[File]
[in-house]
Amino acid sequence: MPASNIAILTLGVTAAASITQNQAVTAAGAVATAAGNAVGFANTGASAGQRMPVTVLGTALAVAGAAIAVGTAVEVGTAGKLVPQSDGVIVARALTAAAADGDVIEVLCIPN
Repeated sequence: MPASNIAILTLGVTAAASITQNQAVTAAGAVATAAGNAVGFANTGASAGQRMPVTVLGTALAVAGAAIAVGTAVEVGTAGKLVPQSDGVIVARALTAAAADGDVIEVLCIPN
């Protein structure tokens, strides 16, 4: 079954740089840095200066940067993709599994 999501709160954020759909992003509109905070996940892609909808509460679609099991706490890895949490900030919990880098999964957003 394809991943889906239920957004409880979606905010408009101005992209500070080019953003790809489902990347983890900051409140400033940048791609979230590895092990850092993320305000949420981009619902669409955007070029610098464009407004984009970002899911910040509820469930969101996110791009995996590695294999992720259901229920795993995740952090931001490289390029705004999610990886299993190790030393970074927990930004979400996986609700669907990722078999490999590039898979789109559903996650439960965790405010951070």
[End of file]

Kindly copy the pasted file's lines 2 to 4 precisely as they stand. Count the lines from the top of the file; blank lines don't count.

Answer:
Amino acid sequence: MPASNIAILTLGVTAAASITQNQAVTAAGAVATAAGNAVGFANTGASAGQRMPVTVLGTALAVAGAAIAVGTAVEVGTAGKLVPQSDGVIVARALTAAAADGDVIEVLCIPN
Repeated sequence: MPASNIAILTLGVTAAASITQNQAVTAAGAVATAAGNAVGFANTGASAGQRMPVTVLGTALAVAGAAIAVGTAVEVGTAGKLVPQSDGVIVARALTAAAADGDVIEVLCIPN
């Protein structure tokens, strides 16, 4: 079954740089840095200066940067993709599994 999501709160954020759909992003509109905070996940892609909808509460679609099991706490890895949490900030919990880098999964957003 394809991943889906239920957004409880979606905010408009101005992209500070080019953003790809489902990347983890900051409140400033940048791609979230590895092990850092993320305000949420981009619902669409955007070029610098464009407004984009970002899911910040509820469930969101996110791009995996590695294999992720259901229920795993995740952090931001490289390029705004999610990886299993190790030393970074927990930004979400996986609700669907990722078999490999590039898979789109559903996650439960965790405010951070």